hypothesis’ suggesting that nothing can be learned until it has been noticed by
the learner. His hypothesis came from his own personal experience of learning
Portuguese in Brazil where he kept a diary realising that Portuguese started to
enter his language learning when he noticed it, when brought to his attention
or from some notable experience. Schmidt identifies three points of
consciousness involved in language learning which are awareness, intention and
knowledge (Lightbown and Spada, 2013). Noticing tries to deal with the problem
of combining explicit and implicit knowledge. Explicit is the knowledge which
is learnt in a formal classroom setting whereas implicit is the engrained
knowledge that is available to speak (Noonan, 2004).

There are so many
approaches to teaching, but it is a question of which one to use and which one
would help students acquire it effectively. The form-focused audio-lingual
approach produces students who know a lot of grammar but who are unable to use
it spontaneously when speaking. On the other hand, the lack of grammar used in
the Communicative Approach produces students who can speak well but have a
deficit of grammar even in speech (Noonan, 2004). Then what is the ‘noticing’
approach?

PART B: ‘Noticing’ in the acquisition of
phrasal verbs used in LTM (Logistics and Transport Management).

 

 

 

 

 

As Kavaliauskiene and Janulevieiene (2001) concluded
in their paper, I too was convinced that learning in multi-word chunks assisted
greatly in vocabulary acquisition mainly because learners really get involved
in being aware of identifying lexical phrases and can use them effectively in
spoken and written discourse.

This was followed on with the students thinking about
problems that occur when shipping goods and for them to invent their own
dialogue using flipchart paper. Students presented and identified their own
ideas. Whilst preparing their own dialogues it was good to see them looking
back at the original one I had given them and that they were scaffolding from
it. Students then identified 10 important words or phrases from their own dialogue
and told them to their partner. This proceeded with them telling their dialogue
to another person. Task repetition was an effective way
of acquiring the target lexis. I collected the students’ work and highlighted
the chunks they had written. It was important for my students to notice their
learning. ‘Noticing’ is clearly explained by Thornbury (1997) in his article and
a teaching practice that I endeavour to incorporate in future lessons. Examples
of these chunks were written on the board and in the next lesson I gave their
‘chunks’ back to them on a handout.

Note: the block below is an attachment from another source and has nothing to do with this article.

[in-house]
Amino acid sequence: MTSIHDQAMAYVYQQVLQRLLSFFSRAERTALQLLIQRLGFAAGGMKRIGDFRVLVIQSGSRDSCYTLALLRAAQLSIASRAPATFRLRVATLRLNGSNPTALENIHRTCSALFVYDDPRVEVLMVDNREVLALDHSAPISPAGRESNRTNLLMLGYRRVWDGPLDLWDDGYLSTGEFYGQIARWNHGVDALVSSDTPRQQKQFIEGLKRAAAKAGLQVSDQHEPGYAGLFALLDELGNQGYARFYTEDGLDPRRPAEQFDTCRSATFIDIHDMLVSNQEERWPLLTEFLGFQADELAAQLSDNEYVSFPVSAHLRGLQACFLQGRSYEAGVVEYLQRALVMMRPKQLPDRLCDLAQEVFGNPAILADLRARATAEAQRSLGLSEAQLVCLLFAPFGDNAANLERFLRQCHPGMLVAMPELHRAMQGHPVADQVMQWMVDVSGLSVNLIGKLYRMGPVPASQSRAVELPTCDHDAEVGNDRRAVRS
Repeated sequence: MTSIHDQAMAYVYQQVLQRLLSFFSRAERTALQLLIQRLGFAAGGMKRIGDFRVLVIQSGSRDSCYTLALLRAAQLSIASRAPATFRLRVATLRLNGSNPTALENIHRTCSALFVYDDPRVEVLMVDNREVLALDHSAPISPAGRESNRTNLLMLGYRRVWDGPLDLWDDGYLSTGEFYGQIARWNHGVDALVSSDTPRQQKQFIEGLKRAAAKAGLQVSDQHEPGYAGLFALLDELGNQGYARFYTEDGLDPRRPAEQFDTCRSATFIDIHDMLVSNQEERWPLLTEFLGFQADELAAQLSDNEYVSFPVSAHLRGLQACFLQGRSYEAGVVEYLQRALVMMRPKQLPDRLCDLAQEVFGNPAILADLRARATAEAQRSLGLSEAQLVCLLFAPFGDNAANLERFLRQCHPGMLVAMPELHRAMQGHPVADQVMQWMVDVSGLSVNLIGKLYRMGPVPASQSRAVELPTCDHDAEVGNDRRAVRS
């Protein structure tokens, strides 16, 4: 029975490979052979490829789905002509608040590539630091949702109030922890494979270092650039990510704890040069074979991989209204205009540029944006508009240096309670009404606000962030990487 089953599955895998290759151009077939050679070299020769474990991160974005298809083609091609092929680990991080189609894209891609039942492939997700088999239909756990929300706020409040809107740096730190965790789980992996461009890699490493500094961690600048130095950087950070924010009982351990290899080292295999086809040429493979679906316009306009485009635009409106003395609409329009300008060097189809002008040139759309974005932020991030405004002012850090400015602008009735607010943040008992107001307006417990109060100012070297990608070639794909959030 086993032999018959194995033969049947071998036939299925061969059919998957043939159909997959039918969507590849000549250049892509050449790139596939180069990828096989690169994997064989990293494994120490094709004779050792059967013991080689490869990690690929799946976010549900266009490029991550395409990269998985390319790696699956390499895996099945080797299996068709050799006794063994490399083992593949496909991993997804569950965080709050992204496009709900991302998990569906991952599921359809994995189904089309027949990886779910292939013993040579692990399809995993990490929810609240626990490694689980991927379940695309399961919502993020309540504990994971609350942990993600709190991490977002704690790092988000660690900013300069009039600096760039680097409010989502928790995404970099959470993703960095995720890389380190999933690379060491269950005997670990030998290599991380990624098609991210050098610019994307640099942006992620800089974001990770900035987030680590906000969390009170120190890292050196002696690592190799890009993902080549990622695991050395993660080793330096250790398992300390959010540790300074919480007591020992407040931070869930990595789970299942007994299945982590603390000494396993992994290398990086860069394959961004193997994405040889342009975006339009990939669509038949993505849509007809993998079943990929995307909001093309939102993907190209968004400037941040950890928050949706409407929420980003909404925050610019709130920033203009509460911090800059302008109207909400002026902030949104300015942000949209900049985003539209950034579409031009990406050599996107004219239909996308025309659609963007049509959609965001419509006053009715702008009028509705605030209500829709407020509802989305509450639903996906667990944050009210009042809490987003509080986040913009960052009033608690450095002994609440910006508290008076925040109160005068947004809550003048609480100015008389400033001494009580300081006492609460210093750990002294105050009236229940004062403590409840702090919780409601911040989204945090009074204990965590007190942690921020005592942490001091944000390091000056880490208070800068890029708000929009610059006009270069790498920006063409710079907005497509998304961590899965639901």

My students were encouraged to analyse various texts
and audios. In a typical LTM lesson, I gave the students a dialogue to read
from a handout (appendix 1) e.g. between a seller and his customer in Iceland.
I then took the handouts back and gave the students a sample of chunks from the
dialogue with missing words and in pairs they had to figure out what the
missing words were. As a class we then went through possible answers. Following
this we listened to the audio version to get the answers. The immediacy of
doing this task and the challenge for my students to remember it created
motivation and was an effective way of doing collocations and any of the
lexical chunks I hoped to do.

Lewis (1993) scrutinised the view of separating
language into grammar and vocabulary by arguing that in fact it consists of
lexical terms and puts them into four major categories which were words and
polywords; collocations; fixed expressions and semi-fixed expressions. 

Until 31 July 2017 of this year I was teaching
Transport English (ESP) to first year diploma students of Logistics and
Transport Management (LTM) in a college in Oman. My students were having to
deal with very complex material in their main LTM subjects which meant that
they had to learn high-priority lexis, which I had to select and include in
class handouts and class activities. I had to find an effective way for my
students to acquire and utilise this lexis. I experimented with the lexical
approach as described by Scrivener (2010), Richards and Rodgers (2016), Carter
and Numan (2002) as I needed to teach words and phrases that were most common
and most useful to my students in LTM (Kavaliauskiene and Janulevieiene, 2001).
With this approach, I exposed my students to and taught them a wide variety of
vocabulary as it happened and in the context of LTM (Kavaliauskiene and
Janulevieiene, 2001).

 

PART A:  The Lexical Approach for the acquisition of
ESP Vocabulary